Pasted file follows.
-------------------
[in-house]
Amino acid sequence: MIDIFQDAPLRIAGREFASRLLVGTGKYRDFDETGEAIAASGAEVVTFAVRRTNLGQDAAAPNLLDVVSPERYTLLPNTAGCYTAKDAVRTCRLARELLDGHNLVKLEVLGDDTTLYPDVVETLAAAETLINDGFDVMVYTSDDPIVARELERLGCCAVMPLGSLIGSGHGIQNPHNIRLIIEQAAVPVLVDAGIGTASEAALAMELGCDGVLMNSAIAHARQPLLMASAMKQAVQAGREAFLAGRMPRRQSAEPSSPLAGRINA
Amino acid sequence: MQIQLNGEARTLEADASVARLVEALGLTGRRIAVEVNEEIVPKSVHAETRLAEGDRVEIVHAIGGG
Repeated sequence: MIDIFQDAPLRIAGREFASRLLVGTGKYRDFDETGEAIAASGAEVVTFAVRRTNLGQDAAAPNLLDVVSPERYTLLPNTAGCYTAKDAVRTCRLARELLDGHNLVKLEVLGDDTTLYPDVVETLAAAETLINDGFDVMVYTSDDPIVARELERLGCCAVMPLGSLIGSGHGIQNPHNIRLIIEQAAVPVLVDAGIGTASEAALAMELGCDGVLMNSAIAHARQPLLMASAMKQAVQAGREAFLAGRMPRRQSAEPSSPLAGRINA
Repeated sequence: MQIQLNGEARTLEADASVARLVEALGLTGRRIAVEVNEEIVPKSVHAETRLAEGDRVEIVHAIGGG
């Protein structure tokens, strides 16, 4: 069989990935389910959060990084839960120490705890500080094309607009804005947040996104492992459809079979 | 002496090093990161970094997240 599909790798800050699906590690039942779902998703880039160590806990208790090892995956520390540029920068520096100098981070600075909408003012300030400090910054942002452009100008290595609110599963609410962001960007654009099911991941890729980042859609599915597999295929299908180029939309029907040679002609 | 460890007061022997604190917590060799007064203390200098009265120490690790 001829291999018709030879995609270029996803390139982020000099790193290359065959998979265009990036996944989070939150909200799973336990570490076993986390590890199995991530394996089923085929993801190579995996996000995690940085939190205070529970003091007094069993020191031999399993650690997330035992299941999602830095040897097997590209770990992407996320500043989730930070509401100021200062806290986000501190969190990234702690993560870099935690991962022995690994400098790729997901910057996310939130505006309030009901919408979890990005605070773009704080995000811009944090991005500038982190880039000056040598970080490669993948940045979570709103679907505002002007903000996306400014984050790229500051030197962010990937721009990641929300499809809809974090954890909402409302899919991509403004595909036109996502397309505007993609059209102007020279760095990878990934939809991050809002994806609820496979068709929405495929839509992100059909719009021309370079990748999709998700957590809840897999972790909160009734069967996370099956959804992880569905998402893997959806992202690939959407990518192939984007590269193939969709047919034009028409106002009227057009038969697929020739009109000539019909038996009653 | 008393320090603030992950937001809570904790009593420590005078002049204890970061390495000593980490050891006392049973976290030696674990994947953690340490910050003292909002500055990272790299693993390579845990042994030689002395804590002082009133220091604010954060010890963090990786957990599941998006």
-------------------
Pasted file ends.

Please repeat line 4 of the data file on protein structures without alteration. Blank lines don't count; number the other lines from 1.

Repeated sequence: MIDIFQDAPLRIAGREFASRLLVGTGKYRDFDETGEAIAASGAEVVTFAVRRTNLGQDAAAPNLLDVVSPERYTLLPNTAGCYTAKDAVRTCRLARELLDGHNLVKLEVLGDDTTLYPDVVETLAAAETLINDGFDVMVYTSDDPIVARELERLGCCAVMPLGSLIGSGHGIQNPHNIRLIIEQAAVPVLVDAGIGTASEAALAMELGCDGVLMNSAIAHARQPLLMASAMKQAVQAGREAFLAGRMPRRQSAEPSSPLAGRINA